MARY: I would have to say with something as simple as ordering groceries online. I’m not saying that the elderly do not need their shopping hours and their time slots, but my local grocery store is doing time slots from 9:00 am to 2:00 on Thursdays just for the elderly people. So, someone like me, who is disabled, I don’t have that available to me. I’m having to sit by my computer on a Friday night, refreshing the page, making sure I get a time slot for the following week so I can have groceries two weeks from now. So, everyone who is non-disabled is taking advantage of these online groceries, and those of us who are disabled are not able to get time slots for two weeks. The theory behind it was good, but the actual execution is very flawed.

CHRIS: So, just sort of looking at this specific example, what can we do about that? What have you been telling people to do, or what have you been thinking about doing?

MARY: But that’s the problem. Is these things have to be thought about before there’s a global pandemic. There’s not a way to fix it right now when we’re in the middle of a global pandemic. And once the global pandemic has passed, things will go back to normal. So, it won’t be a issue. People won’t think about how can we fix this if it happens again.

JILL: And that sounds like what the goals for your virtual camp are about, is having those conversations. Who is included in your camp?

MARY: Anyone that wants to participate: Anyone in the disabled community, any allies. I have a couple parents of disabled children that wanted to participate, and I said absolutely. Because we are fighting for their children’s rights also. My goal is to pave a way for the generation that comes after me. [upbeat, but pensive music plays through next sentence.] Just like Judy Heumann did for us, we also need to do for the generation that comes after us.

CHRIS: I’m glad that you bring up Judy Heumann. I’ve seen some of your writing on the Crip Camp and the importance of it. And can you talk to us a little bit about that movie and trying to think in particular of what it was like to watch it and what you think its power is.

MARY: Crip Camp is something that needs to be shown everywhere. In order for people to even get a crumb of an idea of what disabled people face on a daily basis, they need to watch Crip Camp. That being said, it was emotional, but it also made me very angry to realize that we have not come very far in 50 years. Those who are not disabled still have the same attitude. Government still has the same attitude: Accessibility is too expensive. That’s bullshit. I am tired of disabled community being treated like our dollar is worth less than someone who is not disabled. We have spending power, but we’re often ignored. We’re ignored, and you saw that in Crip Camp when they could not get into businesses. How can they spend money if they can’t physically access the business? The other thing was just by watching Crip Camp and realizing that you know, people still see disabled people as weak, and there’s so much emotion, it’s hard to put into words. I have watched it three times. I have cried every time I’ve watched it. It’s just, it’s so powerful, but also fuels that fire in me and wants me to keep fighting. Because we’re obviously not done.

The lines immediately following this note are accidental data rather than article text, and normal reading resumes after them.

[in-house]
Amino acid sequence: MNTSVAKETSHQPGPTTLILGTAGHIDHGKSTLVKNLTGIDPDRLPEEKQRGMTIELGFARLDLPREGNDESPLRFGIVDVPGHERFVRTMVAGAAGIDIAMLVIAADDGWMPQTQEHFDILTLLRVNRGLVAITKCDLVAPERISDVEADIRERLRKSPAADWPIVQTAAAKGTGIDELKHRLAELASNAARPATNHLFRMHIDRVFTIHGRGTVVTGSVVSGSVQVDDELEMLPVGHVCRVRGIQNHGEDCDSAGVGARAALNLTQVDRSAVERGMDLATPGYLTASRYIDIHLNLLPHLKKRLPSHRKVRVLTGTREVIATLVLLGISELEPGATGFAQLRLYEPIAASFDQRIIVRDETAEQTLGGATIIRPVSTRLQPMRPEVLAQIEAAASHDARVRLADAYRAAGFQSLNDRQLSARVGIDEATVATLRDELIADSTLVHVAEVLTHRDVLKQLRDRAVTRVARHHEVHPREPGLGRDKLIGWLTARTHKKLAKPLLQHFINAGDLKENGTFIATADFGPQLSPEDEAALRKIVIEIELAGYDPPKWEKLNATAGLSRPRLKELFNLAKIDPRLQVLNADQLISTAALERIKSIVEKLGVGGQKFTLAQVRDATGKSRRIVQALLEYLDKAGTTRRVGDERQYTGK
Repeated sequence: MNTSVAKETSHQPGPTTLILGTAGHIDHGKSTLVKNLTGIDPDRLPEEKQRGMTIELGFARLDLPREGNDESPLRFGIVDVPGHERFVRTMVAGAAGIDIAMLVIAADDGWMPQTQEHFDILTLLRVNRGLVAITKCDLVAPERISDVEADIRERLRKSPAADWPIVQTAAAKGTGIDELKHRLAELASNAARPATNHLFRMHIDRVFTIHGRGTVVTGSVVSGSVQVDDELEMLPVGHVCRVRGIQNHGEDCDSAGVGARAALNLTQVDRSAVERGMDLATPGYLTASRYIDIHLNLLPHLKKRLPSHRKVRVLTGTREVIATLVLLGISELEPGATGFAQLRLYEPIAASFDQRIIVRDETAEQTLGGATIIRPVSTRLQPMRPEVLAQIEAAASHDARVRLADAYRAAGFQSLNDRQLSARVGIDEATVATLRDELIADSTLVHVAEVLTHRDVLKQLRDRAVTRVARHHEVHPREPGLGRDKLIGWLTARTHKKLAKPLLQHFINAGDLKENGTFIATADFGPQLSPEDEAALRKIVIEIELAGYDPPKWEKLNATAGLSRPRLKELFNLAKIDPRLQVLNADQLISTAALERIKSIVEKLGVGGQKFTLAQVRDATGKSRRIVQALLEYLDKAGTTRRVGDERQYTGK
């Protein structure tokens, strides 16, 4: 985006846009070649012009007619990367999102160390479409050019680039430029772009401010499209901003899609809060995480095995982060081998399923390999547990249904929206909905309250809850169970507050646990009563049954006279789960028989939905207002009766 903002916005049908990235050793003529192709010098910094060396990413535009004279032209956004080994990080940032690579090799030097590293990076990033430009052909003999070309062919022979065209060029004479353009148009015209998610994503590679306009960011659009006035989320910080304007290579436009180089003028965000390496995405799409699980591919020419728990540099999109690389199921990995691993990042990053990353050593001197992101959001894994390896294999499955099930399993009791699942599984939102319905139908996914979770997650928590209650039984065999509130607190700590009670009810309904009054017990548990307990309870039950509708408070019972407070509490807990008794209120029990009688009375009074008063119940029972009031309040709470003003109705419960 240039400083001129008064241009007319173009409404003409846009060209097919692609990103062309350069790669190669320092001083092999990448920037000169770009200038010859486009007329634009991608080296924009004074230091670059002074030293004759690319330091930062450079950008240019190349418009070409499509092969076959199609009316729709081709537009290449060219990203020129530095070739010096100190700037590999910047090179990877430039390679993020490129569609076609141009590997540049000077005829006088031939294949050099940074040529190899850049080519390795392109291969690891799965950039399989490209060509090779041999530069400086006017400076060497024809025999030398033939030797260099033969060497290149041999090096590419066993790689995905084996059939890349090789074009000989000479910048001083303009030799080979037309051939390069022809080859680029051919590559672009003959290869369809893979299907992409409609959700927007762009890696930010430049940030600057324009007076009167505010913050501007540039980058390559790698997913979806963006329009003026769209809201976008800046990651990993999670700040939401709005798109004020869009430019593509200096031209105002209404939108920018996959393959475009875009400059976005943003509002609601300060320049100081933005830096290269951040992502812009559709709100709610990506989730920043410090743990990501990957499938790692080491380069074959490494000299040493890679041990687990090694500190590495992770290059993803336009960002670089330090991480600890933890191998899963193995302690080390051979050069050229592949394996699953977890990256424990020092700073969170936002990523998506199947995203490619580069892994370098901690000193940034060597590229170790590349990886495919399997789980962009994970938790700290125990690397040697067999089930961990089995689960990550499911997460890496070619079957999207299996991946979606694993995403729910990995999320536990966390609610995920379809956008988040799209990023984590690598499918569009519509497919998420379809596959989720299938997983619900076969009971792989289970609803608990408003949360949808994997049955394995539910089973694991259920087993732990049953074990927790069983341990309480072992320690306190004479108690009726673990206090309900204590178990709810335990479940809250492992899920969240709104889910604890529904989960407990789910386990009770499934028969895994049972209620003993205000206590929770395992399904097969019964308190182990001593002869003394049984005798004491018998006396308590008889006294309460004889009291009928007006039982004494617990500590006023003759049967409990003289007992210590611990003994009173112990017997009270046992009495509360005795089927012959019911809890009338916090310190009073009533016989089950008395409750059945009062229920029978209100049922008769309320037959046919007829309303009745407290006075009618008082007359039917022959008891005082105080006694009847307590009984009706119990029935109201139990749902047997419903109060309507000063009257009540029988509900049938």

Denise Jacobson, she said the ADA was just the tip of the iceberg. And until we change people’s mindsets, it’s just a law on paper. And I’ve been saying that for a long time; The ADA is just a law on paper. When we have no rights, we don’t have a right to fight inaccessibility. And some people will say, “Well, yes, you do.” But in actuality, we don’t. Trying to find a lawyer who is well-versed enough in ADA law is very difficult. There’s no accessibility there, trying to find someone to advocate for us. So, we have to advocate for ourselves. And it’s frustrating because I have a ongoing battle with a building that I would go to every week, and the ramp was not ADA compliant. The owners of the building is a law firm! They’re a law firm! And they said, “Oh, well, we were grandfathered in.” And there is no grandfather clause in the ADA. That is a big misconception, and it’s one that I fight with every day. I am tired of living in a world designed by non-disabled people who say, “Well, I made this accessible.” No, you did not. You did not.

And one of the most poignant moments for me in Crip Camp is when Judy Heumann says, “If I have to be thankful for an accessible toilet, when will I be a part of society?” And it’s so true. You know, I’m expected to be thankful because I have a place to go to the bathroom! Well, if you think I need to be thankful for that, then obviously, you don’t see me as your equal. Because someone who’s not disabled doesn’t have to be thankful for a toilet, but yet we’re supposed to be thankful for things like accessible toilets or a door that we can actually open. Imagine having to be thankful for a door that we can open to get into somewhere. It’s so infuriating to me. I could go on all day about that! But Crip Camp is just something that, like I said, it fueled my fire to keep fighting because we’re not done. And part of the virtual camp that I’m doing is I want new legislation. The ADA is outdated and broken. We can’t fix it, so we need something new to replace it. The ADA kind of replaced the 504. Well, now it’s time to replace the ADA.

[bright, but pensive music break]

JILL: What are your channels, currently, to get the word out about your virtual camp, and how will it be facilitated?